Concord Regional Airport Update: A Flight Plan for the Future
“Working for a city is different than working in the private sector, so I’ve been getting to know the staff and how things are done here,” he said. “What I have learned already is we’re a lean, mean fighting machine.”
JQF: North Carolina’s 5th Largest Airport
Owned and operated by the City of Concord, Concord Regional Airport is a 24-hour, full service Fixed-Base Operator (FBO) located in the heart of North Carolina’s booming I-85 corridor. Open since November 1994, the city built the airport to help boost economic development and accommodate general aviation traffic in the Charlotte region.
A member of the Air Elite network, the airport features 25 acres of ramp space, five large hangars, an FAA 139 certification, air traffic control services and a 7,400-foot runway. It also serves general aviation needs, including corporate, private and government, and serves as the “welcome center” for commercial aviation and charter flights.
Other business services include flight schools, aircraft repair and cleaning, aerial photography and filming, and aircraft sales. Additionally, Concord Regional Airport is located near several attractions, including Charlotte Motor Speedway and Concord Mills.
Concord Airport Business Park and RiverOaks Corporate Center are two large master-planned industrial parks in close proximity to the airport. The parks offer more than 400,000 square feet of available space, as well as another 1.6 million square feet of planned space.
In December 2013, Allegiant Air began offering nonstop services from Concord to Orlando, Fla. Additional cities were added soon after, followed by the eagerly anticipated opening of a commercial service terminal in September 2016.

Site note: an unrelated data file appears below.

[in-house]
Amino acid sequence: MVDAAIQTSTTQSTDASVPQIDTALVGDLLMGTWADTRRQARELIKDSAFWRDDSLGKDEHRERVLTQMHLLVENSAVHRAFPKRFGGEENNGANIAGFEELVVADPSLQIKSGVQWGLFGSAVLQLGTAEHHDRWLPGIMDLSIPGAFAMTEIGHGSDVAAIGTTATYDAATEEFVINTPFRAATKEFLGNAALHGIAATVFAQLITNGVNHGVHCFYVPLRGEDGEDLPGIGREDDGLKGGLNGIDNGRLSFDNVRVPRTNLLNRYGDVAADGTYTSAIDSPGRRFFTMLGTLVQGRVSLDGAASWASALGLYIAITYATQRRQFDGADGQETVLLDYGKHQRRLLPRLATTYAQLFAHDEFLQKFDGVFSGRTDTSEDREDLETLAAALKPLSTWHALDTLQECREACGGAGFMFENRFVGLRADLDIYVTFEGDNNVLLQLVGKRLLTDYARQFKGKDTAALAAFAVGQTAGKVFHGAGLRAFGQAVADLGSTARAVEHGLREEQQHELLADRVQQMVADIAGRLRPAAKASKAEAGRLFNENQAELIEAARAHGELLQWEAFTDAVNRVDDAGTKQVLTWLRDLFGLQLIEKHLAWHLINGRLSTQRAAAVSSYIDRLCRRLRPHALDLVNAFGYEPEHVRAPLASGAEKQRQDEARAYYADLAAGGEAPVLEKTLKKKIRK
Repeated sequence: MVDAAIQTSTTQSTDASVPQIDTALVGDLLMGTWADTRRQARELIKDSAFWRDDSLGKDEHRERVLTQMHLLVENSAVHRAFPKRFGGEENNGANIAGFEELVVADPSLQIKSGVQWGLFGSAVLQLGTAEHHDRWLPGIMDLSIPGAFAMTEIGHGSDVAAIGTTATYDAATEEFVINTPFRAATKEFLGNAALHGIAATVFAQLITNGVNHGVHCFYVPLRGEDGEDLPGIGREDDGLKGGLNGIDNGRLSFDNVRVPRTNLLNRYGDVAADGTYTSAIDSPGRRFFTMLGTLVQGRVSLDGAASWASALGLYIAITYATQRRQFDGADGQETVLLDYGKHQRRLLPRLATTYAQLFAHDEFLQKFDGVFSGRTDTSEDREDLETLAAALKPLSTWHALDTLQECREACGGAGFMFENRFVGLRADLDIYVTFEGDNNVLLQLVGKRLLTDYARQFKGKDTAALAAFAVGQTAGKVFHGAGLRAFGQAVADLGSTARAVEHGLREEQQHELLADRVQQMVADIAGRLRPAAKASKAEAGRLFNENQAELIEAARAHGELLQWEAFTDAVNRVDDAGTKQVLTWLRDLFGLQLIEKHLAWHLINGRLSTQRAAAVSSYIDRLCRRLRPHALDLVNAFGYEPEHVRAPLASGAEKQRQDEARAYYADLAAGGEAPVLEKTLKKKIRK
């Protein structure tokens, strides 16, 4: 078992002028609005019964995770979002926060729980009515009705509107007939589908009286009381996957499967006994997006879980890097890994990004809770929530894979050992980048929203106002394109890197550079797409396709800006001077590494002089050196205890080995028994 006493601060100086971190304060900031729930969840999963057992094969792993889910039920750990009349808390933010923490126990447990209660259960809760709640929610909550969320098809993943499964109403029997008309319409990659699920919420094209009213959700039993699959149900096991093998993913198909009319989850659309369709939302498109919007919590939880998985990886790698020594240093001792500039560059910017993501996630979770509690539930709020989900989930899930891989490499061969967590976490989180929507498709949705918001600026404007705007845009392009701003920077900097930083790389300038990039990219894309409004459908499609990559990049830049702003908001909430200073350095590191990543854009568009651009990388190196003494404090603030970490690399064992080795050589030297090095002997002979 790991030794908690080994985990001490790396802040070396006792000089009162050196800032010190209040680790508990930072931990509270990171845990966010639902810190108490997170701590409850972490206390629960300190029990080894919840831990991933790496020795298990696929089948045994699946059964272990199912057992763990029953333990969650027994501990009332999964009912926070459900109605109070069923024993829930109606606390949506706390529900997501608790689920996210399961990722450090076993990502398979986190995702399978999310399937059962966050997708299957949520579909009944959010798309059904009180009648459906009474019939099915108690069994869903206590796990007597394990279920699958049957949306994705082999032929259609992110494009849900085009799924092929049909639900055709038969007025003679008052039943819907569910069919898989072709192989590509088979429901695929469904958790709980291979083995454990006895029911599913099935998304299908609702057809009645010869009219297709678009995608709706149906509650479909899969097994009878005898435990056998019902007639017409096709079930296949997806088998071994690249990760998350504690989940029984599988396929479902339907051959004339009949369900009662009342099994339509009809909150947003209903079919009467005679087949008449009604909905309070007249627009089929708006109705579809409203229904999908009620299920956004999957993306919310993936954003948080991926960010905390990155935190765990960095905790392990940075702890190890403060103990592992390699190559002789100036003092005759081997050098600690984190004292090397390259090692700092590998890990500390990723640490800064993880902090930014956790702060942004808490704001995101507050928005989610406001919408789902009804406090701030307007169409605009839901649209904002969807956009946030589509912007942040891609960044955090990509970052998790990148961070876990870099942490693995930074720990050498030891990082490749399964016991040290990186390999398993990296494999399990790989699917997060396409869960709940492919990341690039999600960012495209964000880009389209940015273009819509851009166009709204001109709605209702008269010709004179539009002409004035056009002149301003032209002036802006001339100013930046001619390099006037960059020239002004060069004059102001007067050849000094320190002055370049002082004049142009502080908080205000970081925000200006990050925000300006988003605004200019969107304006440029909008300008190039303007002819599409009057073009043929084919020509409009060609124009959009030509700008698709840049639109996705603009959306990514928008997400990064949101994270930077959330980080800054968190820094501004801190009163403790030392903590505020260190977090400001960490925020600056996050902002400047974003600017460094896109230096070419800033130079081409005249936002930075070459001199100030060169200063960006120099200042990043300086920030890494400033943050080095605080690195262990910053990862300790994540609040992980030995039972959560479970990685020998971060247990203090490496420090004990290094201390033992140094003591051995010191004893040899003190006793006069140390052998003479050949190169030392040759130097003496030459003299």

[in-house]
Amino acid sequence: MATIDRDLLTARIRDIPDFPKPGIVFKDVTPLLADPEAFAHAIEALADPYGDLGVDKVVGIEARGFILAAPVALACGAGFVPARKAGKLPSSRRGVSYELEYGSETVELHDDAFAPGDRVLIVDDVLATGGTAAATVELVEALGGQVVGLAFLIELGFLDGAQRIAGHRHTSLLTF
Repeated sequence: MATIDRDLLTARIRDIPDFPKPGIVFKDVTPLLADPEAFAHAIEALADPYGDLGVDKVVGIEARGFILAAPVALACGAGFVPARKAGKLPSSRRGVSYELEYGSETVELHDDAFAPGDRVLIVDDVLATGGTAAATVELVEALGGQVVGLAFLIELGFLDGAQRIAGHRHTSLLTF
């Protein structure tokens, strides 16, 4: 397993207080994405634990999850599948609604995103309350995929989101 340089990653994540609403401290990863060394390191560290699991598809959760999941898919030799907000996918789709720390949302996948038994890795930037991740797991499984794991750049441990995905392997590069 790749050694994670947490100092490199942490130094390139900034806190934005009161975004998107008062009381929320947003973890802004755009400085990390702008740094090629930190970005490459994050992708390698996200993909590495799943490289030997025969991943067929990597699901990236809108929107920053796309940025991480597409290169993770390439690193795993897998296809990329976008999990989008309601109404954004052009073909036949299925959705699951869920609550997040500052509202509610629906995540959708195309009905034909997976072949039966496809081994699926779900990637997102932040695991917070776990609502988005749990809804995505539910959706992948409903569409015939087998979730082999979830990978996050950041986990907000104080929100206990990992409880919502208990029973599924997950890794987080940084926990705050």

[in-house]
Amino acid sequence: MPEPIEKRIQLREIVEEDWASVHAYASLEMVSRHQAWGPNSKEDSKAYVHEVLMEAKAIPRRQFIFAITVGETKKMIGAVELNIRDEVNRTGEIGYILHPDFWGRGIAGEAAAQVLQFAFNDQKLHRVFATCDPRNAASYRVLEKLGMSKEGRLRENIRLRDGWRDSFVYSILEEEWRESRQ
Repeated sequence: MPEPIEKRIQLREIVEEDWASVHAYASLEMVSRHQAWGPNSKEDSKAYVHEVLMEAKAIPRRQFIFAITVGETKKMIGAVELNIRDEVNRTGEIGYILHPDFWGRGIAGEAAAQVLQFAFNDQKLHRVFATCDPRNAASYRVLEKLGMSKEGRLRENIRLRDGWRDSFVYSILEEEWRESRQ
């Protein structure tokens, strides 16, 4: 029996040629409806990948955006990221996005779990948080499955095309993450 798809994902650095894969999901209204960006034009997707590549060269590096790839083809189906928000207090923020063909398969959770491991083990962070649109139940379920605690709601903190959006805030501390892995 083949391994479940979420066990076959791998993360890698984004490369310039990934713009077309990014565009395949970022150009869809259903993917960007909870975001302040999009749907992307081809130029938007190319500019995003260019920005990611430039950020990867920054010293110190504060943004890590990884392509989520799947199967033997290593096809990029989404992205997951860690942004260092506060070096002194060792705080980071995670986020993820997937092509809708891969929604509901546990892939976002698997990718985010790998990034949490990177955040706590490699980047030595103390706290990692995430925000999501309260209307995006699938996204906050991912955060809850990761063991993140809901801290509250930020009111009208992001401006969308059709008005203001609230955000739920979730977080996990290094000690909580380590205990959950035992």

Significant Economic Impact
In 2016, the North Carolina Department of Transportation noted Concord Regional Airport’s economic impact exceeded $160 million annually – a substantial return on the city’s investment.
“When you look at the history of the airport and the growth that has transpired in Concord and the surrounding area, the airport is such a smart economic development component,” Vanderleest said. “And, we’re optimally located because we have easy access to I-85, uncongested and available airspace, and water, sewer and infrastructure already in place.”
Looking Ahead with an Airport Master Plan
Nearly 40 stakeholders from the city, TSA and commercial and general aviation gathered in late September for a kickoff meeting and “visioning session” to discuss the airport’s history, challenges to be addressed and prospective opportunities. Once updated, the Master Plan will serve as a guiding document for the airport’s future needs and development.
Vanderleest noted that as Charlotte-Douglas International Airport grows, there are opportunities to move some of that activity and general aviation business to Concord. “We’ve got some great airports in this area that are very competitive, and we like that – it keeps us on our toes,” he said.
The City of Concord’s beneficial partnership with Allegiant also will continue as both organizations explore future business growth.
“One of the things city leadership is looking forward to is additional markets in the northeast,” he said. “But, like anything else in business, you have to look at what numbers you can quantify for making an investment - whether it’s adding a new city or increasing frequency of destinations.”
Since 1991, Concord Regional has received more than $85 million in capital improvement grants, including initial airport construction, a runway extension, apron and taxiway improvements, and the addition of the commercial service terminal.
Several upcoming capital improvements include: runway strengthening, apron and taxi lane rehabilitation and Engineering Material Arrest System to improve runway safety area.
“As we look at the next five years of growth, we’ll continue to make airfield and site improvements,” Vanderleest said. “We’re positioning ourselves to market and grow that, so when companies look at North Carolina this is the area they want to consider.”
Now that Vanderleest has made a smooth landing in Cabarrus County, he’s looking forward to settling down with his wife, Anne, a genealogist who is doing volunteer work with the Cabarrus County Library, in their Concord home.
“We really love this area and its convenient location and look forward to traveling to many North Carolina destinations,” he said. “I’ve been in the aviation business for 30 years, so I have a real passion for it. This new position is a great opportunity and fit for us.”